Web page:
• Thank you HeronNS - I must say that I was quite surprised at that figure. As for bone density, my Dexascan showed me to be osteopoenic so I have been careful to take the I-cal and Vitamin K2 as you suggested and have been using a rebounder to try and improve bone density. Diet as healthy as I can make it.....

  • Hi,

    I did think about that myself, but then checked the CSS article again. Apparently it was written by the patients themselves, not medical people. The starting dose for CSS, which appears to be more devasting than PMR or GCA and can be life-threatening, is 40-60mg.

    So if you’ve got a group of people routinely starting at those high doses - comparative to GCA - but much higher than PMR then the side effects at 7.5mg are minimal - it’s all a matter of perspective.

  • And it is certainly true that by about 7mg the worst of the side effects should be well under control. It seems like the weight gain becomes less of a problem by then, for example. My blood sugar was better, but it was at that level I had my eyes checked and the ocular pressure was a bit too high, so I have wondered whether I was in the danger zone for a while before that. And my hair only got better after a year below 4. Given a choice between 40 and 7, however, there's really no contest!

    Interesting to read about CSS and it makes me even more grateful that I've only got PMR.

  • Hi,

    I went to NZ three years ago when I was around 7mg, and I can’t recall side effects bothering me. But I did have a cataract operation prior to that, and like you ocular pressures had been higher and then reduced.

    But as you say the difference between 40mg and 7mg is a no brainier, let alone some of us who started at 80mg! Not quite how I got through those first 6 months really - think I was so grateful I still had one good eye, and I’m sure I was in a state of shock.

    So agree, CSS sounds a lot more difficult to cope with. Grateful for small mercies I guess.

  • Very helpful! Thank you for posting the article.

  • Thanks DL very interesting!

  • So useful: many thanks to the original poster and to DL.

  • Thank you so much for this article. I took my last dose of prednisolone just over 4 weeks ago - after 8+ years of PMR. My rheumatologist advised reducing by 1mg every 12 weeks - so it was slow but steady and seems to have worked. However ... now I have aches and pains, including a badly swollen knee and I am sure this is due to my adrenals not working properly. So this article - especially the advice re food and drink is really helpful. Thank you.

  • Hi, I found it took quite a few months to get back back to “normal” after Pred - I’d been on for 4.5years, and high doses to start - GCA. Some articles say it can take up to a year for the body to fully adjust to life with Pred.

    Of course, as well, all the usual aches and pains of life come back after being masked partially or totally by the Pred, and we’ve all grown older! Unfortunately 🤔

    Take care, and welcome to club zero!

  • Thank you for your prompt response! Fortunately I have a very helpful rheumatologist. Rather than signing me off when I saw her 5 weeks ago she gave me a 3 month period to contact her if any major aches and pains occur - so I have an appointment to have my knee seen at the end of the month.

    I am also trying to stay positive - and that includes being patient and not trying to do too much (that sounds familiar from PMR days!).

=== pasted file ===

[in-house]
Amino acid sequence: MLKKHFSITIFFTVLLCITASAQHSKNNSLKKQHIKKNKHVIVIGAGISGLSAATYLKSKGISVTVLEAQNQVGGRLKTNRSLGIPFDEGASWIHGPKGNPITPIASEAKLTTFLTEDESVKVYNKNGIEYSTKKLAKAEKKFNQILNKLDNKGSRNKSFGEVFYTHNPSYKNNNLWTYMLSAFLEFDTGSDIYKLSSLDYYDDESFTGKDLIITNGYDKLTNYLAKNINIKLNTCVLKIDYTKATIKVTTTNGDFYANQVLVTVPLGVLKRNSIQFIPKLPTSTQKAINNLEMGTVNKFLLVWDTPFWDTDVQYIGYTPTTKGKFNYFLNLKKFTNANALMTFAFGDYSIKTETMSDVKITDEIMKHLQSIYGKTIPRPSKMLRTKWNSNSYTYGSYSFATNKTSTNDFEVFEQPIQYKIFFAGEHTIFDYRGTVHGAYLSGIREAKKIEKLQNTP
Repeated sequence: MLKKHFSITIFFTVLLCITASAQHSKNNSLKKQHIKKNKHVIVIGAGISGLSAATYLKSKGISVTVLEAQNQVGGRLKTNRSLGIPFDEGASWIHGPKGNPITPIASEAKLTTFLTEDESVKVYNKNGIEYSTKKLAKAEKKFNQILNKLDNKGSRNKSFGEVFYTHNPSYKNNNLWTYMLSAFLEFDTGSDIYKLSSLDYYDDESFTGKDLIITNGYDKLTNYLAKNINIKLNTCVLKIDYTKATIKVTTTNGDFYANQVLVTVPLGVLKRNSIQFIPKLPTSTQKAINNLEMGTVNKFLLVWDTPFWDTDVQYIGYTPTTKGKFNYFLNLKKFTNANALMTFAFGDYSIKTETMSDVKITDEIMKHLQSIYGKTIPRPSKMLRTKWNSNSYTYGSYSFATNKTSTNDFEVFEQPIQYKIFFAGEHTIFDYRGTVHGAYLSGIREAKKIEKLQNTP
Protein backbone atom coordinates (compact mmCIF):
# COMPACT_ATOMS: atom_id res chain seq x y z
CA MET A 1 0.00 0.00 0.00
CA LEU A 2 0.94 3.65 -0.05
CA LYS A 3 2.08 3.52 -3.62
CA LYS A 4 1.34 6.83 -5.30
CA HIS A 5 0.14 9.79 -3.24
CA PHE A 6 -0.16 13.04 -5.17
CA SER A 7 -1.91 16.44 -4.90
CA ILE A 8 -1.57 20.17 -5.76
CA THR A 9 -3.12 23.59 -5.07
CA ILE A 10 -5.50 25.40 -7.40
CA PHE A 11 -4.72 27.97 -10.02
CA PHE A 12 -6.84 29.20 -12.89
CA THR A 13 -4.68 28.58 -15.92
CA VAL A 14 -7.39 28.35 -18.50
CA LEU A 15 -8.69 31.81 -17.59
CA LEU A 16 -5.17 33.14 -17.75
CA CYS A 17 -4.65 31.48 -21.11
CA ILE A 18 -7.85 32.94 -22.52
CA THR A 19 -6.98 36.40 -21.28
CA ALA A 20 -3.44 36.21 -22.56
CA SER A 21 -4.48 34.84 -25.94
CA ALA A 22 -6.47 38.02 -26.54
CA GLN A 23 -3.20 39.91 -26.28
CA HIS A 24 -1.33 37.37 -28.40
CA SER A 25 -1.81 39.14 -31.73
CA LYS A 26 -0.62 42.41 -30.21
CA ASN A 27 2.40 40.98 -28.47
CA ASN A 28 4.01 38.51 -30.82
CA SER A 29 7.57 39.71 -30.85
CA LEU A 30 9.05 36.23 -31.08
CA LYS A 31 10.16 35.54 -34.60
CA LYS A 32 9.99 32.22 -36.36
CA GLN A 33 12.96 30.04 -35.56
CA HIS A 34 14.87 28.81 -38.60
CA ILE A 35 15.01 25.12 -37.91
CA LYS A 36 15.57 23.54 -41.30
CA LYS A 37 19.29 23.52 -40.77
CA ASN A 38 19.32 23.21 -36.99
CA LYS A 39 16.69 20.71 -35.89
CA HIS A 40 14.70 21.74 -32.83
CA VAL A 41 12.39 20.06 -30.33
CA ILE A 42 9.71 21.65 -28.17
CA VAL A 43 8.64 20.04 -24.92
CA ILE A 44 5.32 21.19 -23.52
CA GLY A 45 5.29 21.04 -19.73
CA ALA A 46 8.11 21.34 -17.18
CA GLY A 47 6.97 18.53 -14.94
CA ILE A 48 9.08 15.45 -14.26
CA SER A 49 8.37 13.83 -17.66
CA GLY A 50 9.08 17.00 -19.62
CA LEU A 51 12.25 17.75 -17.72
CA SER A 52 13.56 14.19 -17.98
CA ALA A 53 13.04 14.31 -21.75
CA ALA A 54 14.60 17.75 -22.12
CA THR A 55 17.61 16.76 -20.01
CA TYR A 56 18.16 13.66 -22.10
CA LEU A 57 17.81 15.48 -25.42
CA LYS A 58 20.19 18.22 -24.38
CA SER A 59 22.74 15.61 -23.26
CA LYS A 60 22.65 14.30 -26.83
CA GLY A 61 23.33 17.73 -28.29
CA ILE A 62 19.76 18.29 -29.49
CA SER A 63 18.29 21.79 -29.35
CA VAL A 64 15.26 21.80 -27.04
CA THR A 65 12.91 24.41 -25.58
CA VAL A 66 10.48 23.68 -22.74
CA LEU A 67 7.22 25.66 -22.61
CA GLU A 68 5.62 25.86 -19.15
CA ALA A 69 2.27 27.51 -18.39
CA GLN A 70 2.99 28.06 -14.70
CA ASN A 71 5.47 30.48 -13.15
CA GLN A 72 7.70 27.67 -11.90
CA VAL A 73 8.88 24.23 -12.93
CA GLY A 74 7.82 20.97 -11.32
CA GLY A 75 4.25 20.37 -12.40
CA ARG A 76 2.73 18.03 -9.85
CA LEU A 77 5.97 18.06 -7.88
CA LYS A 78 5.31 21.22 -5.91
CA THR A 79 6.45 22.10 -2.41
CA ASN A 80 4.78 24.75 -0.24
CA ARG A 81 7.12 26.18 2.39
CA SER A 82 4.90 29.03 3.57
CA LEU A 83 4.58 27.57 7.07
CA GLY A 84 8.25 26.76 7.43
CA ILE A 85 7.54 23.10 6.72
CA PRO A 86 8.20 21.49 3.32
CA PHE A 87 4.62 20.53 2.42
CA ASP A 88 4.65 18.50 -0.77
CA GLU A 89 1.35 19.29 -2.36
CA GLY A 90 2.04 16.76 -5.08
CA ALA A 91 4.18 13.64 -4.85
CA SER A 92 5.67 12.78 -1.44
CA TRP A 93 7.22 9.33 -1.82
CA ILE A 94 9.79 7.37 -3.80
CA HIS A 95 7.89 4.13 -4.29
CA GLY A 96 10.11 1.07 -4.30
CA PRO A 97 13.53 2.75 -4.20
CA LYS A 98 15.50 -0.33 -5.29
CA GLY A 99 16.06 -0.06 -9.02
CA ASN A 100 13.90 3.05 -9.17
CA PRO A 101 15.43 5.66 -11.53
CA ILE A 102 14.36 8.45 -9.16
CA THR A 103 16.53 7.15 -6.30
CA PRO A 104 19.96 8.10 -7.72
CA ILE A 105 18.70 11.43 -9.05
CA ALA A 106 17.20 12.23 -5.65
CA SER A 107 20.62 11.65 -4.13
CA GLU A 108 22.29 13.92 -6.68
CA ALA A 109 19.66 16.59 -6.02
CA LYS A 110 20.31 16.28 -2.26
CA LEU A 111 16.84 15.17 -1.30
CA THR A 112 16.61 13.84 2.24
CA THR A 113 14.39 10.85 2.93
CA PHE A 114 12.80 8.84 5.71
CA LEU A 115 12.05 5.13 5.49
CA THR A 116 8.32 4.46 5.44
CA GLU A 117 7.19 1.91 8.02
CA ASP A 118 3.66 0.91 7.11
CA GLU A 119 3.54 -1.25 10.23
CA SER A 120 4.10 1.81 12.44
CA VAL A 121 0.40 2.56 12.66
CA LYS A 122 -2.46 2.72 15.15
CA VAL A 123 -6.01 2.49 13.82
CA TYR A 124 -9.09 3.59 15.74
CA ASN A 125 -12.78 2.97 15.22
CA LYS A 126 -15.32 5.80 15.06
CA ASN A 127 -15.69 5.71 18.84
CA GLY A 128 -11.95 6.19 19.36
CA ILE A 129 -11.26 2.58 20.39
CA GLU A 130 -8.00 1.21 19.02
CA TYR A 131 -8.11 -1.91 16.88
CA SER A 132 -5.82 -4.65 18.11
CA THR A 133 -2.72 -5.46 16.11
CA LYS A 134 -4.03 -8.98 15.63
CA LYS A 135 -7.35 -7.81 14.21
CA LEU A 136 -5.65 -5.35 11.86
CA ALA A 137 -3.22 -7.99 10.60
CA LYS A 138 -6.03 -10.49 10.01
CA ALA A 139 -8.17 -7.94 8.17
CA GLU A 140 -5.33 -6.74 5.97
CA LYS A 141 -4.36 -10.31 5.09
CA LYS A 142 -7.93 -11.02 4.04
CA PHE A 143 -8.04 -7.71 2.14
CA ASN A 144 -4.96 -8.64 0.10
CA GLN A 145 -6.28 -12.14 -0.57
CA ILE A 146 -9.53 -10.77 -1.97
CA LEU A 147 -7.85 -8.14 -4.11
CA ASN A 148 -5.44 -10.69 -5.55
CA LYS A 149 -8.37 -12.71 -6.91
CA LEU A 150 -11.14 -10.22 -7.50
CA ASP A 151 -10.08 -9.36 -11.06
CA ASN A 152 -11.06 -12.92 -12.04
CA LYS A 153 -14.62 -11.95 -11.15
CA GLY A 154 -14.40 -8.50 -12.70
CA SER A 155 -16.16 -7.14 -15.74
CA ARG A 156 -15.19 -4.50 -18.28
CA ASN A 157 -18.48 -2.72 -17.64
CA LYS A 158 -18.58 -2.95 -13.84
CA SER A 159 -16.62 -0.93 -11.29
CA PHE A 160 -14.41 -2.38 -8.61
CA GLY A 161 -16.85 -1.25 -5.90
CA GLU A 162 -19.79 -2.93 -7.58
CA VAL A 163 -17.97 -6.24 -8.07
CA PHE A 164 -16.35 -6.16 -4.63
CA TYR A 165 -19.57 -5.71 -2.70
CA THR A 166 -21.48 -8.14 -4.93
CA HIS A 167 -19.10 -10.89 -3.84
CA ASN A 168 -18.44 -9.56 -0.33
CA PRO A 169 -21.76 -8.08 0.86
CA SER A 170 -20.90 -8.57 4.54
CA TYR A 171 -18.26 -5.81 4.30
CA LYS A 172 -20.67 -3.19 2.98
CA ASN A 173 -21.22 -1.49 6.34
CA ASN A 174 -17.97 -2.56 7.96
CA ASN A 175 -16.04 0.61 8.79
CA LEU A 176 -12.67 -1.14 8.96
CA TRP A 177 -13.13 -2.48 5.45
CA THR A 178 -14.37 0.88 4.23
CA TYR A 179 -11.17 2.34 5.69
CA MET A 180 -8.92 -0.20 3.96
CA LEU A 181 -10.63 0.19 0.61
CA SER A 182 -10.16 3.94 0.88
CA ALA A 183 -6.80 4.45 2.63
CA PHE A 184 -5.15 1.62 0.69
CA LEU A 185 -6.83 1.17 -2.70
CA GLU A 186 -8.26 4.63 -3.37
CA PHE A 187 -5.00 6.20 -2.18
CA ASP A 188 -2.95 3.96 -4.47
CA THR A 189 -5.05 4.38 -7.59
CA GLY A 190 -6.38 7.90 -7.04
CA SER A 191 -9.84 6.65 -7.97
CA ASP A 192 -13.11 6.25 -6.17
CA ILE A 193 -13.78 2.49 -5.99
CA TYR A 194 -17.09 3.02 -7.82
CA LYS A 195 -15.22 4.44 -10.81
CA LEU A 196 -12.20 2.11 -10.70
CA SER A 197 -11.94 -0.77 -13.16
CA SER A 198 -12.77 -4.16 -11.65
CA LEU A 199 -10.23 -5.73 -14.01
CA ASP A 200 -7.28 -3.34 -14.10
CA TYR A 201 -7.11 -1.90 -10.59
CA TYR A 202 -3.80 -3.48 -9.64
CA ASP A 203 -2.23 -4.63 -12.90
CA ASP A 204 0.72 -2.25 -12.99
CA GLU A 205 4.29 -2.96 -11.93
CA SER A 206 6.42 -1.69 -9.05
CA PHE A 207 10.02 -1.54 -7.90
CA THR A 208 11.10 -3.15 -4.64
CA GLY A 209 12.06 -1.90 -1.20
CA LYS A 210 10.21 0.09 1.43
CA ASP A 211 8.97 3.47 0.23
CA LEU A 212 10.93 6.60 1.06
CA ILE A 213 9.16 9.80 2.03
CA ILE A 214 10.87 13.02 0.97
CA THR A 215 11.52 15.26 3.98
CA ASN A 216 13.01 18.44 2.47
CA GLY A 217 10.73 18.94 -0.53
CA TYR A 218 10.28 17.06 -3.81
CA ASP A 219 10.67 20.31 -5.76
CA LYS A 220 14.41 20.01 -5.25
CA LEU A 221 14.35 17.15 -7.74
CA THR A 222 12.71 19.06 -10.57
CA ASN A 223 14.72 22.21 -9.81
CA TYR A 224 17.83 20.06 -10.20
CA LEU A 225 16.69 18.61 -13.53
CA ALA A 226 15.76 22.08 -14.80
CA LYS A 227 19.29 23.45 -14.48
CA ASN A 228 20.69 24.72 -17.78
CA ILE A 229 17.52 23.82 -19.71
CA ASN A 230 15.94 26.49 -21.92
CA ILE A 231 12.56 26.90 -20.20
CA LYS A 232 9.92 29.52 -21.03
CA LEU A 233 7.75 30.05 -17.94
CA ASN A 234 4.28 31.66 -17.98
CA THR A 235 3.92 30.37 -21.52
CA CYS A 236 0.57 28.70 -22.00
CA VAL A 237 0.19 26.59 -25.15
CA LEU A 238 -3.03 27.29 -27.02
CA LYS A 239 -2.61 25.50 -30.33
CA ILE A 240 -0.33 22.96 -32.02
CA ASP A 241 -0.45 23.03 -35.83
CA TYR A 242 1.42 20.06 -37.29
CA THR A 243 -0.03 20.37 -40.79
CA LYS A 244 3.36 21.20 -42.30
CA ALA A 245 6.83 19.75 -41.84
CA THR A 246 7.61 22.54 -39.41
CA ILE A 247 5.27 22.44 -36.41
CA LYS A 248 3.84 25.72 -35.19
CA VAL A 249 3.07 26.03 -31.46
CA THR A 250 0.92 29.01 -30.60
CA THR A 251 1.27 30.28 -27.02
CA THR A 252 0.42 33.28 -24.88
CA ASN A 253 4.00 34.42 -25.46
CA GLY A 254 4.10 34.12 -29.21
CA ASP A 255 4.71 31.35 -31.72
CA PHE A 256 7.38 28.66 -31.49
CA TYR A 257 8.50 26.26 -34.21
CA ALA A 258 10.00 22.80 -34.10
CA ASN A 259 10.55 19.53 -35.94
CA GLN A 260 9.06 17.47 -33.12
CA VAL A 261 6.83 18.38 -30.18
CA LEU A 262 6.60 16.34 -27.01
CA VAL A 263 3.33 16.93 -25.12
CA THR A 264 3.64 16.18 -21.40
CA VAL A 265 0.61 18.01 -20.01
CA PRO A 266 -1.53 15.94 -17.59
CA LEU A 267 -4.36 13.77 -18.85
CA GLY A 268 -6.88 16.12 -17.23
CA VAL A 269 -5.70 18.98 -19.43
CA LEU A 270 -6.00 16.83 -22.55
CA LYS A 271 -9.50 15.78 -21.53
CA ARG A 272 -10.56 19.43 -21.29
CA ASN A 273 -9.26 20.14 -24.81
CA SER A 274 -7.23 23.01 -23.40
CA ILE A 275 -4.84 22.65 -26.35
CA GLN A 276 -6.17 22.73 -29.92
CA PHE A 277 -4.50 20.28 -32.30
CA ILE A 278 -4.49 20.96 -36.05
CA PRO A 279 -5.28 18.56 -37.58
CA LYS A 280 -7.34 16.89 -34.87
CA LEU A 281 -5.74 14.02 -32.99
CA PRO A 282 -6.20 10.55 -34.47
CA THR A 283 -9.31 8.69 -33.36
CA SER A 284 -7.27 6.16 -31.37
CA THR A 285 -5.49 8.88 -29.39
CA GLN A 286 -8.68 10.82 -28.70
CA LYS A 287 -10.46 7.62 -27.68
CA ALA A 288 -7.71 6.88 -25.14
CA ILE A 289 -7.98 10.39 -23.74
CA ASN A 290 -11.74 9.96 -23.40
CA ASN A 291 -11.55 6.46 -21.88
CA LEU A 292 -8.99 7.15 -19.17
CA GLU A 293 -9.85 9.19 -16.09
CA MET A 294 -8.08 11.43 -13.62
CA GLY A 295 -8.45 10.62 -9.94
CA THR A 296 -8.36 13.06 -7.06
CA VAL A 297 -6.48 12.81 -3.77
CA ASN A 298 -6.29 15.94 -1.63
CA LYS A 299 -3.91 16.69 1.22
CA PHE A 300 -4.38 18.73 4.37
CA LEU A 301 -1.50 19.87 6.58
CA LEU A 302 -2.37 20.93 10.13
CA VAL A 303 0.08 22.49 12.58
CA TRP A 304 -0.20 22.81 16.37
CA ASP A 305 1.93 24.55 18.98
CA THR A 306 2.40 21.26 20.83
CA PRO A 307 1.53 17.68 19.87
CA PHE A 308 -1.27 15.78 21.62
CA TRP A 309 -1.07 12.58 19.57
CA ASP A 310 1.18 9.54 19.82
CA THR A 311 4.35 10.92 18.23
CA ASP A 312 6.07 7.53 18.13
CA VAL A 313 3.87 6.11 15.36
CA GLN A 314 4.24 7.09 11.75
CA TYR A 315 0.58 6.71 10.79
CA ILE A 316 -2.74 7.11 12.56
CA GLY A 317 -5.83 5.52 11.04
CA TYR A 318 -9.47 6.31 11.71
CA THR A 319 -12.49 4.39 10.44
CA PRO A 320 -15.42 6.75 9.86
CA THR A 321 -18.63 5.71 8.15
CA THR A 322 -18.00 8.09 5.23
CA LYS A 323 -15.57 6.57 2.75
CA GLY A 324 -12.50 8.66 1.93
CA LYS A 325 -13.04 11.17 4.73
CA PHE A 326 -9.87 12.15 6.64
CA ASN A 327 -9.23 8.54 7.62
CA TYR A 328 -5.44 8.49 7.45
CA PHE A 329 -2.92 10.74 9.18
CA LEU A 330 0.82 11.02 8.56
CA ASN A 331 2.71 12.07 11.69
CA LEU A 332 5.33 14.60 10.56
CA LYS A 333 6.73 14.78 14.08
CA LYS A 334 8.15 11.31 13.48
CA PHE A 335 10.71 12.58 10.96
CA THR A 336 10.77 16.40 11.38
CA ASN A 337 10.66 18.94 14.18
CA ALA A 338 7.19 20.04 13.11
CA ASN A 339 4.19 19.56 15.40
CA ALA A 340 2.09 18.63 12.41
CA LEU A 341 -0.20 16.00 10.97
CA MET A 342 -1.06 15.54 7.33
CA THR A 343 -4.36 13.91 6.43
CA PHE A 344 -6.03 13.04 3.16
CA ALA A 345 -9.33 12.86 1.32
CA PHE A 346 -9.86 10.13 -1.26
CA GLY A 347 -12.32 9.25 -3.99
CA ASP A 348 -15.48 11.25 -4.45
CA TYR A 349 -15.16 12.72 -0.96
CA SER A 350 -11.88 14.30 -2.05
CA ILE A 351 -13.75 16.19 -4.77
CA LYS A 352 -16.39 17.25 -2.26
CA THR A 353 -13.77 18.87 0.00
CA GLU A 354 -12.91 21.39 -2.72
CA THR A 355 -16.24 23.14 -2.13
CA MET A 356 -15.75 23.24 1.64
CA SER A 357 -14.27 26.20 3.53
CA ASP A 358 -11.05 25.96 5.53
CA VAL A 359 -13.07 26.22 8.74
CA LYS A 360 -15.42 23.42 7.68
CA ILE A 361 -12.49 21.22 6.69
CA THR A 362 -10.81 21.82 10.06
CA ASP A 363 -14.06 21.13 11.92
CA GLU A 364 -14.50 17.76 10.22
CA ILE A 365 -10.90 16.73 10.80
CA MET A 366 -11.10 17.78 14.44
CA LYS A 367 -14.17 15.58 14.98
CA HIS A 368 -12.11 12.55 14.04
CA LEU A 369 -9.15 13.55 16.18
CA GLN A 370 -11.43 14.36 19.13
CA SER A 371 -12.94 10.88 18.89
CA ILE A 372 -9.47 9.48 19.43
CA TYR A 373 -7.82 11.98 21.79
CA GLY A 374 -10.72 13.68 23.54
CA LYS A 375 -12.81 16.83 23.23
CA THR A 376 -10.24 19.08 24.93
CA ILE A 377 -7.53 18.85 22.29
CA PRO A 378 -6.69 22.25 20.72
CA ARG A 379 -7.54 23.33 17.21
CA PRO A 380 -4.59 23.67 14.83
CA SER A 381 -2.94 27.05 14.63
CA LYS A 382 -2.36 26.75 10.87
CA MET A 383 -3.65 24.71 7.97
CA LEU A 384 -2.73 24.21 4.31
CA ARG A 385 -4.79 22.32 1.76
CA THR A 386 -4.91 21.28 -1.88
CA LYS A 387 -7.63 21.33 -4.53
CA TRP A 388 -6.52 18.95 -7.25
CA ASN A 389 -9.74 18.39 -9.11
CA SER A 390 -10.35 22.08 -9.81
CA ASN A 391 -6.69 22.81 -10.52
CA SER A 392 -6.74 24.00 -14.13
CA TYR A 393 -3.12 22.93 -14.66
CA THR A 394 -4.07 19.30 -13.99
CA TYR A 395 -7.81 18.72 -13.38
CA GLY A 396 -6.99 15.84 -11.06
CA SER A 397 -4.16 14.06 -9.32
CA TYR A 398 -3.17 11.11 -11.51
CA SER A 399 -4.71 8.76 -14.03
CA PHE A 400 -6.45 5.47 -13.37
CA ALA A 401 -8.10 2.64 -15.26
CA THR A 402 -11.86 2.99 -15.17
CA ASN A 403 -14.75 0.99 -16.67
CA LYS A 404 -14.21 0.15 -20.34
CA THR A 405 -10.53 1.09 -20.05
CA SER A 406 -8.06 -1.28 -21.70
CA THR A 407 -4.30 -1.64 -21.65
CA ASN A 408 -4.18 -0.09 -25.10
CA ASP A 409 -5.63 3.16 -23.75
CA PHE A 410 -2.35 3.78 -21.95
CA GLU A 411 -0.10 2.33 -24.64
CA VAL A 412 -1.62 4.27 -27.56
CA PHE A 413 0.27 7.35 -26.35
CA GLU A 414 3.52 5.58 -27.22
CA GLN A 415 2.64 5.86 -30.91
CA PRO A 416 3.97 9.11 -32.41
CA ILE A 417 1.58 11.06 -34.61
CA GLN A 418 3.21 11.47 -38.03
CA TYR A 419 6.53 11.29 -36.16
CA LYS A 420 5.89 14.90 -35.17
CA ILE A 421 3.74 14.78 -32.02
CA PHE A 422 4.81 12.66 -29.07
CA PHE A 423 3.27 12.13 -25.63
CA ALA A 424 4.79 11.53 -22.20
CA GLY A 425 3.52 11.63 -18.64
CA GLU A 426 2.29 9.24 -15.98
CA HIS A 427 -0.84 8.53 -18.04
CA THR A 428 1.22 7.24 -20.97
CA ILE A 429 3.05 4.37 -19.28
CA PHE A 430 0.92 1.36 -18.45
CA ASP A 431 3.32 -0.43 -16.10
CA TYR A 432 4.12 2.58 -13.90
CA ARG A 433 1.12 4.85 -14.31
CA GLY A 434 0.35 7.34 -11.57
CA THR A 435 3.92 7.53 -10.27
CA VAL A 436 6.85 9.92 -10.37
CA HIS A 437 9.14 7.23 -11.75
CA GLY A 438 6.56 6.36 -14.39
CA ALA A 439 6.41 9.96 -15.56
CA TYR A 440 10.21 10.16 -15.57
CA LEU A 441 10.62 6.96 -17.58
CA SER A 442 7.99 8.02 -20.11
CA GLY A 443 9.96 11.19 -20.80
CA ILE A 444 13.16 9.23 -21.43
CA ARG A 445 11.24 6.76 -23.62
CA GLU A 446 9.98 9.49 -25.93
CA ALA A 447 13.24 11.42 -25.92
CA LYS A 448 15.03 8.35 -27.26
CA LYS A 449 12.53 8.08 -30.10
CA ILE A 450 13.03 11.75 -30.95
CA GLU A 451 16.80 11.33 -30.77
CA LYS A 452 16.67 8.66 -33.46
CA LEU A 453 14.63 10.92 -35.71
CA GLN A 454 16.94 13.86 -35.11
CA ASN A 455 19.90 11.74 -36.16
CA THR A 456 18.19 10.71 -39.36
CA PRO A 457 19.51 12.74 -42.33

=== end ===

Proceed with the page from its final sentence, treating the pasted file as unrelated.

Hadn't thought of myself in a club - it's good - although I think I have been lucky especially when reading some posts.

  • What a sensible lady your Rheumy is - she needs cloning!

    From what I’ve read in here, some Rheumies seem to make the journey worse rather than better.

    I only saw one once and he wasn’t very interested, think he was upset that my GCA had been diagnosed by an ophthalmologist rather than him!

  • Very helpful, DorsetLady. Thank you! Aloha...

  • Hi, Was looking through past discussions and saw something on 'total prednisolone load' (?) but now cant find it. How do you work out the total load and what is its significance (apologies if has already been posted, but I'm getting myself agitated about 2nd Total Knee Replacement on 17th.)

    why when you go to pre admission clinics they (always) seem to find other problems? (lol....maybe because I'm getting old!) Regards, xD

  • Hi,

    Do you mean this post -

    healthunlocked.com/pmrgcauk...

    I’m not sure why Prof Dasgupta is particularly fixed on 20g. But unless you’ve been on it a very long time like PMRpro, or started at very high doses like me, most people are probably not going to reach that level.

    To be able to work it out you need to have kept a record of all your doses etc, and probably most don’t. So don’t get stressed about it, it’s not worth it. Just concentrate on recovering from your op.

    Good luck.

  • I wonder if anyone could work it out!!!! I'm just working on a figure of x years at a dose in excess of y mg/day. So I have a suspicion that my 20g figure is rather underestimated!

  • Yes, you probably have. The only way is to keep a record of dose every day - and life’s too short for that!

    I think the new tapering plan that Sandra devised can do that for you, so new patients probably will have a better idea. But as for us veterans - too much water under the bridge etc.........

    I worked mine out from something else I’d done, just as a matter of interest, but that was after the event ...don’t think my Pred-addled mind could have coped during, in fact I know it wouldn’t.

    I’m not 100% convinced it matters anyway..as I said to another post yesterday...better the devil you know. Adding in another power drug just makes life more difficult surely.

    I guess maybe in the far off future there may be better ways than Pred....but can’t see it in my lifetime.

  • Well there does appear to be tocilizumab - at a price. But is it REALLY better than pred?

  • Time will tell I guess. But at least with Pred we all know the long terms effects, whereas tocilizumab is in it’s infancy.

  • Quite...